An illegal trade in marine turtles is continuing despite legislation and conservation awareness campaigns, a pioneering study has shown.
The study, conducted by researchers from the University of Exeter in the Cape Verde islands, 500 km off the West Coast of Africa, and one of the world's leading nesting sites for the protected loggerhead species, found that the biological impact of the trade has been previously underestimated and that turtles are still being harvested and consumed.
The authors suggest that conservation interventions need to be refined and reassessed and believe the study's findings will provide valuable knowledge about human behaviour and socio-economic influences for informing national policy-makers.
They recommend focusing both on suppliers and consumers for more robust solutions given that enforcement alone is not likely to protect turtle populations in the region.
Joana Hancock, lead author of the study which is published in the journal Oryx, conducted the research as part of her as part of her MSc in Conservation Biology with colleagues based at the Centre for Ecology and Conservation at Penryn Campus and the Turtle Foundation.
She conducted anonymous interviews in two islands in Cape Verde with those involved in the harvesting, sale and consumption of turtles. She found although there has been an apparent decrease in harvesting and consumption over the last decade, there has been a shift from subsistence to commercial harvesting in certain islands.
The study reports that whilst the existence of laws to protect marine turtles was perceived by survey respondents as a key deterrent to harvesting, environmental awareness campaigns and lack of availability were perceived as main reasons for decrease in turtle consumption.
Joana, who is now a PhD student at the University of Lisbon, said: "Reducing illegal harvesting in Cape Verde has been a major conservation challenge in the region, as the third largest loggerhead sea turtle aggregation in the world nests in Cape Verde, facing huge pressure from hunting. Several strategies have been used to eradicate this problem, with limited impact. We hope that this study sheds some light in aspects that may have been previously overlooked when designing conservation actions and may have positive outcomes in the future."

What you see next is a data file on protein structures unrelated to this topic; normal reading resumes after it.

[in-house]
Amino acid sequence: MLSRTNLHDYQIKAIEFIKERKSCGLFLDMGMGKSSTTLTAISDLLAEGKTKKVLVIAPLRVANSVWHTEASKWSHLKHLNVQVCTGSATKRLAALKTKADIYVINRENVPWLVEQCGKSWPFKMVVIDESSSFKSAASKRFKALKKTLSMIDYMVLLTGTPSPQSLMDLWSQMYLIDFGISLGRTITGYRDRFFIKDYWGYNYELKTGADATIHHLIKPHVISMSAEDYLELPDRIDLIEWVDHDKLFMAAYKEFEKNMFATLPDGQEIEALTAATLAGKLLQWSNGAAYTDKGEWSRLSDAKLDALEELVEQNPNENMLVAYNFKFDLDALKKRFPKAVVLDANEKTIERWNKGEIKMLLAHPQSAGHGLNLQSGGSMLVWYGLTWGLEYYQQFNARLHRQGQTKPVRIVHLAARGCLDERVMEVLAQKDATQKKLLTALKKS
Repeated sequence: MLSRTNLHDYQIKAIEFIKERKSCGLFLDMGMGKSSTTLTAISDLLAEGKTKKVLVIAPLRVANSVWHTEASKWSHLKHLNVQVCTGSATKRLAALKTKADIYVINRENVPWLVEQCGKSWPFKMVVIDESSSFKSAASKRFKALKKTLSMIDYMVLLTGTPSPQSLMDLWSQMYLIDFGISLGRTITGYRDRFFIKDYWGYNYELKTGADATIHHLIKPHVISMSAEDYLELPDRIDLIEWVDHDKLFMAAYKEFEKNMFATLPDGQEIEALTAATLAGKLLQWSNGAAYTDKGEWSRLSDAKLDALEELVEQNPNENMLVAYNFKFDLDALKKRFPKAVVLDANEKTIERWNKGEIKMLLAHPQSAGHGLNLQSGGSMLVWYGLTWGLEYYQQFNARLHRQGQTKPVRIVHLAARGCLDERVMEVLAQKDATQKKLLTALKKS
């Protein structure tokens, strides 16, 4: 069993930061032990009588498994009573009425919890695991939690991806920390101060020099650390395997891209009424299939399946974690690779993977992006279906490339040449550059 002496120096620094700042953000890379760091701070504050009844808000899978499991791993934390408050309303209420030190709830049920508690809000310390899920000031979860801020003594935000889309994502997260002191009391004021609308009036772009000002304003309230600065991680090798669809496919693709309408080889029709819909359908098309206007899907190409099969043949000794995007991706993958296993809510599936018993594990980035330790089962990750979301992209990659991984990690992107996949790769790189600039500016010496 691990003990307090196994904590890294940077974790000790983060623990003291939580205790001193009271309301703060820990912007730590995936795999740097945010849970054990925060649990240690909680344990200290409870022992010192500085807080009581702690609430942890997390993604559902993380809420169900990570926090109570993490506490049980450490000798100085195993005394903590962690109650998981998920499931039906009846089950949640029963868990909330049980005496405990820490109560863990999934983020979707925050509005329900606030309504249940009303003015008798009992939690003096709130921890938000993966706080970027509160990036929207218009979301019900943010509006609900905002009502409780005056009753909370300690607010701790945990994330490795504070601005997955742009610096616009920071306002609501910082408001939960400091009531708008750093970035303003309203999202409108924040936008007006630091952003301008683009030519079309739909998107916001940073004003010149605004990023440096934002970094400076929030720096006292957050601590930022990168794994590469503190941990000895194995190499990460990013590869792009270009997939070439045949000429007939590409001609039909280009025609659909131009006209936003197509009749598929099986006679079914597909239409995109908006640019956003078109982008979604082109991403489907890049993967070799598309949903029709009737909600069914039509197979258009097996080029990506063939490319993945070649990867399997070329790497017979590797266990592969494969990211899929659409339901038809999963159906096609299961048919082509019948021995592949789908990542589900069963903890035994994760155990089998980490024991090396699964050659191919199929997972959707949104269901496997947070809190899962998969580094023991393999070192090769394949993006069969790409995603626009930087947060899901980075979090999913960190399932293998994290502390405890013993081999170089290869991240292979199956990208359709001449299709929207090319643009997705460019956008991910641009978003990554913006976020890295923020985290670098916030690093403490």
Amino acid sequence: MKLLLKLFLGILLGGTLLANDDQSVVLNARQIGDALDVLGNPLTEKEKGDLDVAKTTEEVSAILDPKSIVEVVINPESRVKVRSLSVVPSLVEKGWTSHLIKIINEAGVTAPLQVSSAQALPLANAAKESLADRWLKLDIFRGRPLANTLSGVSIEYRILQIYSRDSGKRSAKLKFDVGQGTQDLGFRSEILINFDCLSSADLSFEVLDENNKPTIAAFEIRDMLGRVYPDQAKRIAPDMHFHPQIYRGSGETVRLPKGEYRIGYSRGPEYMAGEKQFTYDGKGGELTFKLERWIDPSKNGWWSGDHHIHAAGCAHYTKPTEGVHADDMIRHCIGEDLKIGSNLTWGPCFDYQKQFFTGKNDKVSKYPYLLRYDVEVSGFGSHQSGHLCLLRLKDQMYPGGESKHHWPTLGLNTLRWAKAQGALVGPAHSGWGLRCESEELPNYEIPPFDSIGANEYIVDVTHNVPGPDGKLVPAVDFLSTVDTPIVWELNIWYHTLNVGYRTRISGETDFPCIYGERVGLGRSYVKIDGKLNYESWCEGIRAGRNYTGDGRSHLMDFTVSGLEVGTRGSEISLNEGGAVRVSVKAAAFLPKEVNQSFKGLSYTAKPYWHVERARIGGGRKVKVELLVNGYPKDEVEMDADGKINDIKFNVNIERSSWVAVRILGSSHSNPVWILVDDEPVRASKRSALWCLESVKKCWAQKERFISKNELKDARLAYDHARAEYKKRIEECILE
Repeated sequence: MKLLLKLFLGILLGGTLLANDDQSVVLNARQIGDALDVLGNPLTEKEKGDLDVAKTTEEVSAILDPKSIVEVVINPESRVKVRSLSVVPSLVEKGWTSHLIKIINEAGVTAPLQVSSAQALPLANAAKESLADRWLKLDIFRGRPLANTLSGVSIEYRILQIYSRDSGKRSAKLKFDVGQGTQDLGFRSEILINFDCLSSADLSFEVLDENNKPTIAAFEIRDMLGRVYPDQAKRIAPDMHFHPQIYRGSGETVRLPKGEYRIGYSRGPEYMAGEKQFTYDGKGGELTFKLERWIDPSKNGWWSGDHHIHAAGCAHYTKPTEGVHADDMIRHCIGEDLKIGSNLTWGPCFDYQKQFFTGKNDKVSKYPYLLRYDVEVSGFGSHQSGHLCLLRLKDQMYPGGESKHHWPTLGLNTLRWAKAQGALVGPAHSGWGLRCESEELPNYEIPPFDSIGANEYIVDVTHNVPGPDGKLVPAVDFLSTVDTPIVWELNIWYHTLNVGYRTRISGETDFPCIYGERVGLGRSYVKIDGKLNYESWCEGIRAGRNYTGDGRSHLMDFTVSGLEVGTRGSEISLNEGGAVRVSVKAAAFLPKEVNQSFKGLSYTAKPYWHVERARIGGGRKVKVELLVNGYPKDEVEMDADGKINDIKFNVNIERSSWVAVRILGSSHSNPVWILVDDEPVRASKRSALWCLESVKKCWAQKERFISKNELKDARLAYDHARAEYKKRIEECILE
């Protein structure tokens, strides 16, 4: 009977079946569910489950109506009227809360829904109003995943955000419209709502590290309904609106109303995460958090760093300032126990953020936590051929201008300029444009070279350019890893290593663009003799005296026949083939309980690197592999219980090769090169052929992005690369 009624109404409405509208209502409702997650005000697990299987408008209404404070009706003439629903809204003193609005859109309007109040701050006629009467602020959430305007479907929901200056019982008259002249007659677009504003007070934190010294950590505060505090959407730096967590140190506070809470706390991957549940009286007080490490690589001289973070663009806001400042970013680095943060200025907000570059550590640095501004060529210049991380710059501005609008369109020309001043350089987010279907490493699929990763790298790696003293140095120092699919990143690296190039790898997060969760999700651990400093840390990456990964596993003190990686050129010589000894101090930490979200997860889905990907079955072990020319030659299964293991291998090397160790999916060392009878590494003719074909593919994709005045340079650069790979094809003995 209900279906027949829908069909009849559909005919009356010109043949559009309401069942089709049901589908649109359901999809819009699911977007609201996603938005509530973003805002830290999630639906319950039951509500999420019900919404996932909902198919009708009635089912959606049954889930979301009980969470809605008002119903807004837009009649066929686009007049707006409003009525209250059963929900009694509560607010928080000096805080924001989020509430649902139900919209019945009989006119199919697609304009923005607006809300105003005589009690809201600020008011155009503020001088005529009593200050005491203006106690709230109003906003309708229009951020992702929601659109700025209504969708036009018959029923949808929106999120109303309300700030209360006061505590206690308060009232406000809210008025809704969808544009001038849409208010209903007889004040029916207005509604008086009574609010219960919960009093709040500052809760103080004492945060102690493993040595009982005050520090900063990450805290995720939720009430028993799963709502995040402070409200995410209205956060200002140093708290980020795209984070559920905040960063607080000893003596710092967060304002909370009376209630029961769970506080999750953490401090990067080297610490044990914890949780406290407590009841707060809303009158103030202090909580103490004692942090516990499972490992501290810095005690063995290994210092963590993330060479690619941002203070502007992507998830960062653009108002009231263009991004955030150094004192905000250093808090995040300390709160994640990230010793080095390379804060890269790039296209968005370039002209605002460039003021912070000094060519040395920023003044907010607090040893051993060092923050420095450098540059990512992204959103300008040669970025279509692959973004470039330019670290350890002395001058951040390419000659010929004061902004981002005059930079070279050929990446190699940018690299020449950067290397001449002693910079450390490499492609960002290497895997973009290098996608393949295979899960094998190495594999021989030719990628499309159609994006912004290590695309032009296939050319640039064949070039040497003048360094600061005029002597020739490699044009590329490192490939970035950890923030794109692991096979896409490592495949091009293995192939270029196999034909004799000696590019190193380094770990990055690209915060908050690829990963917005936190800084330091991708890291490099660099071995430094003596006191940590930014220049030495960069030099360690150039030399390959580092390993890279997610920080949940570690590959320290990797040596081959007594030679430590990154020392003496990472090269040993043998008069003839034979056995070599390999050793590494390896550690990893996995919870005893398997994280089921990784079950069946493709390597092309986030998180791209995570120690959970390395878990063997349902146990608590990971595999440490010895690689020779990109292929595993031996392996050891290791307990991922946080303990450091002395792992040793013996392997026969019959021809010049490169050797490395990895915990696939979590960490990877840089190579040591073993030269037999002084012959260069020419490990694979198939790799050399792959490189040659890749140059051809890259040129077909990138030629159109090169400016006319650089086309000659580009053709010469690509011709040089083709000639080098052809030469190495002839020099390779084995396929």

Co-author Dr Ana Nuno, a Research Fellow from the University of Exeter, said: "This study demonstrates the need to better understand social aspects of natural resource use and provides particularly relevant insights to inform ongoing decisions about regulations in Cape Verde. It's a fantastic opportunity to use our research to address issues of conservation concern being discussed by decision-makers."
Professor Brendan Godley, who supervised the project, said: "The global importance of the turtles of Cape Verde has been clearly demonstrated. Key among the threats they face is this potentially unsustainable take at the nesting beaches. This study highlights a range of areas for conservation action.
The publication of this study coincides with an international workshop organized by MAVA Foundation in Cape Verde, between the 16th and 18th of May, which aims at developing the action plan to eradicate disturbance and illegal harvesting on the four most important nesting sites for green and loggerhead sea turtles in West Africa. The event will gather the main actors involved in sea turtle conservation in Cape Verde and Guinea-Bissau, together with other key stakeholders from the region and beyond.
Exploring drivers and deterrents of the illegal consumption and trade of marine turtle products in Cape Verde and implications for conservation planning by Joana M. Hancock, Safiro Furtado, Sonia Merino, Brendan J. Godley and Ana Nuno is published in Oryx.
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